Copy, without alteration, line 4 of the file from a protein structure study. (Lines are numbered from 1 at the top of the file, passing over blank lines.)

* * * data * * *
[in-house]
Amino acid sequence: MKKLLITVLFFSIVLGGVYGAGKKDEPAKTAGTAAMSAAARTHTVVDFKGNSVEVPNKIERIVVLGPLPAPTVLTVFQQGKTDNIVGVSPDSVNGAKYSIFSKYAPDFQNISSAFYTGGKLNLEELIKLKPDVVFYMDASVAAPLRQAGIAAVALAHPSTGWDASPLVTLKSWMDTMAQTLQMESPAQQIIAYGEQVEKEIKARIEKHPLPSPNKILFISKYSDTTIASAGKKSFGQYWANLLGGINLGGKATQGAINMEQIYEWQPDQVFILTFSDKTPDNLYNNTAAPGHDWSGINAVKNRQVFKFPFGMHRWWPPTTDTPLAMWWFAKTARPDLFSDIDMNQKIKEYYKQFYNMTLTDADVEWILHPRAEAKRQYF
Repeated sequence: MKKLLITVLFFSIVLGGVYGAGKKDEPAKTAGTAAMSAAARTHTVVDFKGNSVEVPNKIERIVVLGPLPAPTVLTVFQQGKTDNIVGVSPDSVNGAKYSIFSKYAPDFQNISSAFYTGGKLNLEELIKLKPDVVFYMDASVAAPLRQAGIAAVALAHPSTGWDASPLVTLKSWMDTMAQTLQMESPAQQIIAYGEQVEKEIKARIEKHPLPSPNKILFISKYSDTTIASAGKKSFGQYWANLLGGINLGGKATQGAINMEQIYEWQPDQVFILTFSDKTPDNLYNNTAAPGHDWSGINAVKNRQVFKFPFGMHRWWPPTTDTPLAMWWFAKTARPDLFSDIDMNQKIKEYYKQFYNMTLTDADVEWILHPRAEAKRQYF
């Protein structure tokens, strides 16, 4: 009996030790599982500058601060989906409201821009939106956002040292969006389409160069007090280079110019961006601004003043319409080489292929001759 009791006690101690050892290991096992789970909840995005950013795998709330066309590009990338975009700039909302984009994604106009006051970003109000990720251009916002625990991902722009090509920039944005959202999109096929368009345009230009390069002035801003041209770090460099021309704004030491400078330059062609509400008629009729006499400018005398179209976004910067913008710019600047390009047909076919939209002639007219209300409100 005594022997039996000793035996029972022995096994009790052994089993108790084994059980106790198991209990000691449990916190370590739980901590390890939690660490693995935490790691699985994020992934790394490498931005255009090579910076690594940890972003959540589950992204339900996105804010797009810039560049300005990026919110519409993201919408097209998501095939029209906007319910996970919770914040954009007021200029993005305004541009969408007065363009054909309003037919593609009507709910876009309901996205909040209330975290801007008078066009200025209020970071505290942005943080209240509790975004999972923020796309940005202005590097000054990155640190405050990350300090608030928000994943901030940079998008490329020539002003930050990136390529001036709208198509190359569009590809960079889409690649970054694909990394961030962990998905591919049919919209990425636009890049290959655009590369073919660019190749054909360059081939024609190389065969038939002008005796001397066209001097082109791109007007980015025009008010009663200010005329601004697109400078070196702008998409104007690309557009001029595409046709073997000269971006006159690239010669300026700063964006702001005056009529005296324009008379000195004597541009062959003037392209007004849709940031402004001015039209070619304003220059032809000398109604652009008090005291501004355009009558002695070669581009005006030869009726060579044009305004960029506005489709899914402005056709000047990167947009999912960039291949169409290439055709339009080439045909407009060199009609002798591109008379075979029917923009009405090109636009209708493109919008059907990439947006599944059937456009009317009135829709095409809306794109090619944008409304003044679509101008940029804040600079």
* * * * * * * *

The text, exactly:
């Protein structure tokens, strides 16, 4: 009996030790599982500058601060989906409201821009939106956002040292969006389409160069007090280079110019961006601004003043319409080489292929001759 009791006690101690050892290991096992789970909840995005950013795998709330066309590009990338975009700039909302984009994604106009006051970003109000990720251009916002625990991902722009090509920039944005959202999109096929368009345009230009390069002035801003041209770090460099021309704004030491400078330059062609509400008629009729006499400018005398179209976004910067913008710019600047390009047909076919939209002639007219209300409100 005594022997039996000793035996029972022995096994009790052994089993108790084994059980106790198991209990000691449990916190370590739980901590390890939690660490693995935490790691699985994020992934790394490498931005255009090579910076690594940890972003959540589950992204339900996105804010797009810039560049300005990026919110519409993201919408097209998501095939029209906007319910996970919770914040954009007021200029993005305004541009969408007065363009054909309003037919593609009507709910876009309901996205909040209330975290801007008078066009200025209020970071505290942005943080209240509790975004999972923020796309940005202005590097000054990155640190405050990350300090608030928000994943901030940079998008490329020539002003930050990136390529001036709208198509190359569009590809960079889409690649970054694909990394961030962990998905591919049919919209990425636009890049290959655009590369073919660019190749054909360059081939024609190389065969038939002008005796001397066209001097082109791109007007980015025009008010009663200010005329601004697109400078070196702008998409104007690309557009001029595409046709073997000269971006006159690239010669300026700063964006702001005056009529005296324009008379000195004597541009062959003037392209007004849709940031402004001015039209070619304003220059032809000398109604652009008090005291501004355009009558002695070669581009005006030869009726060579044009305004960029506005489709899914402005056709000047990167947009999912960039291949169409290439055709339009080439045909407009060199009609002798591109008379075979029917923009009405090109636009209708493109919008059907990439947006599944059937456009009317009135829709095409809306794109090619944008409304003044679509101008940029804040600079």